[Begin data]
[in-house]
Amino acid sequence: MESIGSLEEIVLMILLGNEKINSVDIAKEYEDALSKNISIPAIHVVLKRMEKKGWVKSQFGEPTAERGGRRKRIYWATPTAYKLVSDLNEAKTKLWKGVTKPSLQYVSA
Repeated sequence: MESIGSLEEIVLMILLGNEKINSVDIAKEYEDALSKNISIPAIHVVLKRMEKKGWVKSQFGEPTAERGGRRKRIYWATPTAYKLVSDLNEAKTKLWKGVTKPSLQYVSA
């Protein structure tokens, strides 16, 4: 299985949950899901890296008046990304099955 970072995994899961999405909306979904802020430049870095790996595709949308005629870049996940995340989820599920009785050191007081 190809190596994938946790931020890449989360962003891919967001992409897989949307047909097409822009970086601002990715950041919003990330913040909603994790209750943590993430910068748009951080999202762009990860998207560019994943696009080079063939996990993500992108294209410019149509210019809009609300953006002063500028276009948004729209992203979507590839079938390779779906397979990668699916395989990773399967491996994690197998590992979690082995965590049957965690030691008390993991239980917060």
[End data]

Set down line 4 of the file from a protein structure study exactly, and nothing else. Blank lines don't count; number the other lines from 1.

């Protein structure tokens, strides 16, 4: 299985949950899901890296008046990304099955 970072995994899961999405909306979904802020430049870095790996595709949308005629870049996940995340989820599920009785050191007081 190809190596994938946790931020890449989360962003891919967001992409897989949307047909097409822009970086601002990715950041919003990330913040909603994790209750943590993430910068748009951080999202762009990860998207560019994943696009080079063939996990993500992108294209410019149509210019809009609300953006002063500028276009948004729209992203979507590839079938390779779906397979990668699916395989990773399967491996994690197998590992979690082995965590049957965690030691008390993991239980917060």